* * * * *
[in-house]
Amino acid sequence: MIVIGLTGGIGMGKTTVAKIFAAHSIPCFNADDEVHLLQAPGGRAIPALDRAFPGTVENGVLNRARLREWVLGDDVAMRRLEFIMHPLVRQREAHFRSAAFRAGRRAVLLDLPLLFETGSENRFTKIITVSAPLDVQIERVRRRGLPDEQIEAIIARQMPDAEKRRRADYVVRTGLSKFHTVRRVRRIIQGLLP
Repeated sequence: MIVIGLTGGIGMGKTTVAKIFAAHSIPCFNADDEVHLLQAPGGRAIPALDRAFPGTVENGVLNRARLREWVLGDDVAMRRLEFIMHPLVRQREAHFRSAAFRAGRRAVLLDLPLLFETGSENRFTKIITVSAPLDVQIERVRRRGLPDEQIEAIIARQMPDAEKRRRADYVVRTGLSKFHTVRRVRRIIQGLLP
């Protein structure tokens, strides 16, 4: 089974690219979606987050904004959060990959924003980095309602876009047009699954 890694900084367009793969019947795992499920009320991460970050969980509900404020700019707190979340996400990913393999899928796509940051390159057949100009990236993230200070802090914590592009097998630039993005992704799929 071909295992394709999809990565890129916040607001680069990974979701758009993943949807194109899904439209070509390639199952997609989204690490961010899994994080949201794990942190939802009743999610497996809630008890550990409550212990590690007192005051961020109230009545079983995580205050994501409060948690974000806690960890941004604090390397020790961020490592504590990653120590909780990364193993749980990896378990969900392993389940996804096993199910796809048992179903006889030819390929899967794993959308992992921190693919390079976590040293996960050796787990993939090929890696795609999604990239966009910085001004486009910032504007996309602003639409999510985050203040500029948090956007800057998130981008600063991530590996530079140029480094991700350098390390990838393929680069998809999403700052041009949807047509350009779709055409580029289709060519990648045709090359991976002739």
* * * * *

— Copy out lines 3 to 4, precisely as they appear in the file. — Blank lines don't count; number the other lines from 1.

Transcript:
Repeated sequence: MIVIGLTGGIGMGKTTVAKIFAAHSIPCFNADDEVHLLQAPGGRAIPALDRAFPGTVENGVLNRARLREWVLGDDVAMRRLEFIMHPLVRQREAHFRSAAFRAGRRAVLLDLPLLFETGSENRFTKIITVSAPLDVQIERVRRRGLPDEQIEAIIARQMPDAEKRRRADYVVRTGLSKFHTVRRVRRIIQGLLP
């Protein structure tokens, strides 16, 4: 089974690219979606987050904004959060990959924003980095309602876009047009699954 890694900084367009793969019947795992499920009320991460970050969980509900404020700019707190979340996400990913393999899928796509940051390159057949100009990236993230200070802090914590592009097998630039993005992704799929 071909295992394709999809990565890129916040607001680069990974979701758009993943949807194109899904439209070509390639199952997609989204690490961010899994994080949201794990942190939802009743999610497996809630008890550990409550212990590690007192005051961020109230009545079983995580205050994501409060948690974000806690960890941004604090390397020790961020490592504590990653120590909780990364193993749980990896378990969900392993389940996804096993199910796809048992179903006889030819390929899967794993959308992992921190693919390079976590040293996960050796787990993939090929890696795609999604990239966009910085001004486009910032504007996309602003639409999510985050203040500029948090956007800057998130981008600063991530590996530079140029480094991700350098390390990838393929680069998809999403700052041009949807047509350009779709055409580029289709060519990648045709090359991976002739």